It will not be lost on many of those attending this month’s Conference of Major Superannuation Funds (CMSF) on the Gold Coast that they are doing so for the first time in seven years with a Coalition Government sitting on the Treasury benches in Canberra.
Nor will it be lost on the CMSF 2014 delegates that the Abbott Coalition Government is committed to changing a number of the superannuation policy and regulatory settings which have been integral to the unquestioned success of industry superannuation funds over the past two decades.
Therefore, the primary questions to be posed and debated at the conference ought to be around how the funds deal with that change.
Because the Abbott Government is not confronting industry superannuation funds on just one front in terms of policy change.
Rather, it has flagged a broad-ranging approach over at least a three-year time-frame with much of it likely to be delivered as a result of the Financial Systems Review.
But what the CMSF delegates already know is that the Federal Government has a fairly well-defined view on superannuation fund governance and the workings of the default funds under modern awards regime.
Where fund governance is concerned, the Government is largely supportive of the position developed by the Financial Services Council (FSC) which argues that, in similar terms to those which apply to companies listed on the Australian Securities Exchange, all superannuation fund boards should have a majority of independent directors.
The degree to which the Government has picked up on this theme is reflected in a statement by the Assistant Treasurer, Senator Arthur Sinodinos, attaching to the Government’s discussion paper on superannuation fund governance, submissions for which closed in mid-February.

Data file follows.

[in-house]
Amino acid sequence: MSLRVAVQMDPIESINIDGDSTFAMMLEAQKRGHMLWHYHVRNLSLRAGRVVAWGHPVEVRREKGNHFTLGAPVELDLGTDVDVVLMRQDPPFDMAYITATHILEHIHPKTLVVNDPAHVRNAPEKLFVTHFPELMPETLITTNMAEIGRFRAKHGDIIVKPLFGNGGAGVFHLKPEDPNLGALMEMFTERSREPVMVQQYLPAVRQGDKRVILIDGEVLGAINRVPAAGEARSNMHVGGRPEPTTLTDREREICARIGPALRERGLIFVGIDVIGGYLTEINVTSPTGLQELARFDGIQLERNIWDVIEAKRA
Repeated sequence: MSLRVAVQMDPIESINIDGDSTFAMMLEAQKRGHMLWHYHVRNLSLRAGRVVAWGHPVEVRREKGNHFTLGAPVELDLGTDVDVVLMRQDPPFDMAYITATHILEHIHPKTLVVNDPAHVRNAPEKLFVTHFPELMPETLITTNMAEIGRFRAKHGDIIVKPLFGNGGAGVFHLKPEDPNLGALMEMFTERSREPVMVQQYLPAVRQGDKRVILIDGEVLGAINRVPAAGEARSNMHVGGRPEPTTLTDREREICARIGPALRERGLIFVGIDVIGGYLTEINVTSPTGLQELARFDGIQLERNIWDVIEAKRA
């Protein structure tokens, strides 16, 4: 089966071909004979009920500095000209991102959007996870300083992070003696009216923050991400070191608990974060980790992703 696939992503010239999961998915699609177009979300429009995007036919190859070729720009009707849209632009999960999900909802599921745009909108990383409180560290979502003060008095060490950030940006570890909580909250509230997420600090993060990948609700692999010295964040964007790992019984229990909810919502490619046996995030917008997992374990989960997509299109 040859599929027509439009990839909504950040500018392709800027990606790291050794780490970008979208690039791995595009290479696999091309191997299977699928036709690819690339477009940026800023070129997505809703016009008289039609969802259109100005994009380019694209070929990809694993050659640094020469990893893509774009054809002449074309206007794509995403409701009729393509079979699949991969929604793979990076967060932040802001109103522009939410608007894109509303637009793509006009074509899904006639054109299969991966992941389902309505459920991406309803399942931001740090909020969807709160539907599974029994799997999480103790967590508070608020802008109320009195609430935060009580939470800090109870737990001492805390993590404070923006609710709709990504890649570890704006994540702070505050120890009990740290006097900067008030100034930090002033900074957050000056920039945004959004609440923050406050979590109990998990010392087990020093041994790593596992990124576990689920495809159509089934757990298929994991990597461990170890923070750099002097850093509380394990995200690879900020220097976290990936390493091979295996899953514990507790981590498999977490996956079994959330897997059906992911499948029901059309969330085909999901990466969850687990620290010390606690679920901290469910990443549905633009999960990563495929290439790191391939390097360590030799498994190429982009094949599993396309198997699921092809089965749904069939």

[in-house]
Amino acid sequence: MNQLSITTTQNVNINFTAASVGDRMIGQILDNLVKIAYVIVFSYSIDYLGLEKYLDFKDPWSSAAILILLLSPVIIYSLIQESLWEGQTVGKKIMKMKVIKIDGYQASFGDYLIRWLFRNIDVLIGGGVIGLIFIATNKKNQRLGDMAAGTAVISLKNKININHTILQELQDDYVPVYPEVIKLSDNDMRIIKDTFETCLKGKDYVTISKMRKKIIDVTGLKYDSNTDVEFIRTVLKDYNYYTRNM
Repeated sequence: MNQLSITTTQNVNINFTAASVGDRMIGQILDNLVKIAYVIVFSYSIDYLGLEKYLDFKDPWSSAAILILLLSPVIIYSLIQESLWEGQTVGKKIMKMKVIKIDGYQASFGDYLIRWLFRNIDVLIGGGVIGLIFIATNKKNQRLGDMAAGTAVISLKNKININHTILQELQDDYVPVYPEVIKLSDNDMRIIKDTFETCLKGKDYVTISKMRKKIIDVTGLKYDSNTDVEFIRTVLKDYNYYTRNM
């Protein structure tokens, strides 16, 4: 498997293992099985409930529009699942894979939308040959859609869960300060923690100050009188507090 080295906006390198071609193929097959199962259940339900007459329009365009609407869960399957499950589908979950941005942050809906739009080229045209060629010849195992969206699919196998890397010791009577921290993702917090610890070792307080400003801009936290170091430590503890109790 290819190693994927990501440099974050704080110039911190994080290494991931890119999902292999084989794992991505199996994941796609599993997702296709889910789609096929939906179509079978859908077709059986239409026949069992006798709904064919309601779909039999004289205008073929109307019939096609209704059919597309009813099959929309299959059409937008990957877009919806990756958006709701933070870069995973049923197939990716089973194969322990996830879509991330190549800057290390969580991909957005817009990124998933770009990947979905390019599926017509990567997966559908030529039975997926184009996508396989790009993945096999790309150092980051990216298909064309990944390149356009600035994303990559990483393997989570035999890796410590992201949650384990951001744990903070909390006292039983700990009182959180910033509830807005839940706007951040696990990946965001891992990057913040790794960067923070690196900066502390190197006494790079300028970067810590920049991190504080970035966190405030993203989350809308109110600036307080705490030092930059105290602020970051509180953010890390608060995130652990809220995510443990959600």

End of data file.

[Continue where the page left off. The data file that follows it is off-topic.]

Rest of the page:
In that statement, Sinodinos listed the opening issue for discussion as being “How best to ensure an appropriate provision for independent directors on superannuation trustee boards. Issues canvassed include how ‘independence’ could be defined and what could constitute optimal board composition”.
In the array of submissions made in response to the Government’s discussion paper, the Australian Institute of Superannuation Trustees made the point that the governance arrangements common to industry superannuation funds had served the sector well.
It did, however, give a passing nod the concept of one-third employer-nominated directors, one-third employee-nominated directors and one-third independent directors.
However it is on the question of default funds under modern awards that the industry funds will find themselves confronted by an aggressive Government policy line – something made abundantly clear during Senate Estimates Committee hearings during which Coalition Senators raised serious questions about the default fund regime and its oversight by the Fair Work Commission.
The chairman of the Senate Legislation and Economics Committee, Tasmanian Liberal Senator, David Bushby, reflected broad Coalition sentiment towards the default funds regime when he suggested that the process being followed by the Fair Work Commission stood to be highly disruptive and might act to the detriment of retail players such as BT Group.
Again, the Government seems more enamoured of the position being pursued by the FSC involving all approved MySuper funds being treated as eligible default funds and with the industrial judiciary having no role in the process.
It is too early to know the degree to which the Government’s Financial Systems Review will impact industry superannuation funds, but it seems likely the process will traverse the issues of governance and regulation.
Given the number of regulatory and policy balls now in play, while CMSF 2014 will have plenty of talking points, the 2015 conference seems likely to have even more challenges to consider.